Strauss runs riot for ruthless England
Andrew Strauss produced one of the finest one-day innings by an England player as they swept to a crushing 144-run win over Bangladesh and a 2-1 NatWest Series triumph.
If there were any remaining doubts over the captain’s value to the limited-overs side ahead of this contest, he banished them in the most thrilling fashion with a remarkable 154 that married crisp strokeplay, unprecedented power and much bravura.
He and Jonathan Trott, who made a regal 110, shaped a wholly one-sided contest, propelling England to 347 for seven, to which Bangladesh could muster just 203 in reply.
If the Bangladesh bowlers failed miserably to repeat their Bristol heroics, their England counterparts made considerably better use of a pitch that offered enough assistance to persuade Mashrafe Mortaza to ask the hosts to bat first.
There were four wickets for the recalled Ravi Bopara to complement his blistering unbeaten 45 off 16 balls, but the outcome of what many predicted would be another tight game had long since ceased to be in doubt by the time Bopara sealed victory with five overs unused.
Strauss and Trott can take much of the credit for that. They put on a scarcely believable 250 for the second wicket, England’s highest partnership in one-day cricket and one of a clutch of milestones on a day that kept the historians almost as busy as the Bangladesh boundary fielders.
For Strauss, it was his best ODI score and the third highest by an England player; Trott’s hundred was his first at this level; it was England’s second highest total in 50-over cricket; and the highest total by an international side on this ground.
Strauss and Trott repaired the damage caused by Craig Kieswetter’s departure in the first over with great aplomb, punishing a woeful Bangladesh attack of whom only Mortaza can be spared criticism.
The skipper narrowly missed out on a hat-trick in claiming 3-31, removing Trott to spark a collapse that saw England lose six wickets for 48 runs, but he was powerless to prevent Bopara launching a ferocious late assault that climaxed by his taking 28 off the last over.
Shafiul Islam, the unfortunate bowler, was left nursing figures of 2-97 from nine overs.
Bangladesh, their optimism emboldened by Saturday’s historic win, were given early reason to cheer when Kieswetter perished to the fourth ball of the match, bowled via an inside edge as he pushed forward at Mortaza with leaden feet.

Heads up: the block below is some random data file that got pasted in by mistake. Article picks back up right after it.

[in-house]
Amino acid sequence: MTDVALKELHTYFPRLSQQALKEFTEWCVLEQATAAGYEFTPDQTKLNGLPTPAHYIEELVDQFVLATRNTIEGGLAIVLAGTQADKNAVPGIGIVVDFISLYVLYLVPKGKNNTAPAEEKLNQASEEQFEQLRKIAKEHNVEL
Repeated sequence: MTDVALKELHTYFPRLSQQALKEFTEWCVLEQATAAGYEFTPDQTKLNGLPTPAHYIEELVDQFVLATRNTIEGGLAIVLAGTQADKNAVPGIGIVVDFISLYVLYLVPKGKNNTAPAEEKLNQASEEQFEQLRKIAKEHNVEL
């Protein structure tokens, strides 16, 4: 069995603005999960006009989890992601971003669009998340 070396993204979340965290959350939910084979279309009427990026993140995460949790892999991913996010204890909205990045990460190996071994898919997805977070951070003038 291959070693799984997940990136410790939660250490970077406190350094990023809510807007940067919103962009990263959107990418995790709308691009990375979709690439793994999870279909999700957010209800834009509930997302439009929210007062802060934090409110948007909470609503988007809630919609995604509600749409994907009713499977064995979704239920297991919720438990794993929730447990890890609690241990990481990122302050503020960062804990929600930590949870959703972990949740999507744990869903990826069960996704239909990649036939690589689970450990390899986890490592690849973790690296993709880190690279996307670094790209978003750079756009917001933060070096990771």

The response of Trott and Strauss, however, was emphatic, the former whipping Shafiul off his hips for four before Strauss pulled Mortaza over deep midwicket, the first of five sixes in his innings.
Aggression was a key part of their strategy as they set about restoring order, and there was no shortage of invention too, although Strauss’ switch-hits and reverse-sweeps met with varying degrees of success.
Trott generally favoured a more orthodox approach, showing his penchant for the leg side at the expense of seamers and spinners alike amidst the occasional punchy drive.
There was no better illustration of Strauss’ mindset - not to mention his growing assurance in the one-day arena - than when he danced down the pitch to hoist Abdur Razzak into the building site that will become the new pavilion next year.
If Mortaza can take credit for his frugal display, his impact was negated by a lack of discipline from the remainder of the attack, who bowled too short too often against batsmen renowned for their strength of the back foot.
Strauss went to his fourth one-day hundred off only 106 deliveries, six fewer than Trott, who stroked Shafiul through point to prompt an impassioned roar.
Strauss and Andrew Flintoff’s 226-run stand against West Indies at Lord’s in 2004 - England’s previous highest partnership in one-day cricket - was soon overhauled, and it took a rare miscue from Trott to give Bangladesh their first wicket for 40 overs.
He was well held by a tumbling Shakib Al Hasan at midwicket as he swung across the line, Luke Wright was caught behind charging his first delivery and Mortaza would have completed a hat-trick had Paul Collingwood’s leading edge carried to cover.
Eoin Morgan and Tim Bresnan located long-on either side of Strauss’ departure, the left-hander slicing Rubel Hossain to deep point with Robin Smith’s record 167 not out in sight. He had faced 140 balls and struck 16 fours to go with five sixes.
Bopara restored England’s momentum and provided a fitting climax to a pulsating innings by drilling Shafiul for three glorious sixes in a riotous final over that also saw him dropped by Rubel.
Bangladesh’s hopes of scoring seven an over, already faint at best, were dealt a mortal blow when Tamim Iqbal and Imrul Kayes fell to Ajmal Shahzad within the first five overs of their reply, skying a slower ball to mid-off and caught behind via glove respectively.
Jahurul Islam and a slight hamstring strain forced Shahzad out of the attack - he was later joined off the pitch by Collingwood, who complained of a sore buttuck - and Junaid Siddique also rallied briefly before he fell in similar fashion to Tamim.
Stuart Broad hurried Jahurul into a pull and when Shakib was left stranded by Mohammad Ashraful’s aborted second run, Bangladesh were 86 for five as good as beaten.
Bopara’s initial five-over spell yielded the wickets of Ashraful - lbw playing back to an off-cutter - and Mortaza, who was caught behind forcing off the back foot.
A soporific eighth-wicket stand of 56 contained so little entertainment that a large chunk of the crowd had left for home when Mahmudullah was erroneously adjudged lbw to Michael Yardy for 42.
They also missed Razzak slicing to deep point and Bopara bowling Shafiul with a slower ball, but Strauss’ innings is sure to be imprinted on their memory for some time to come.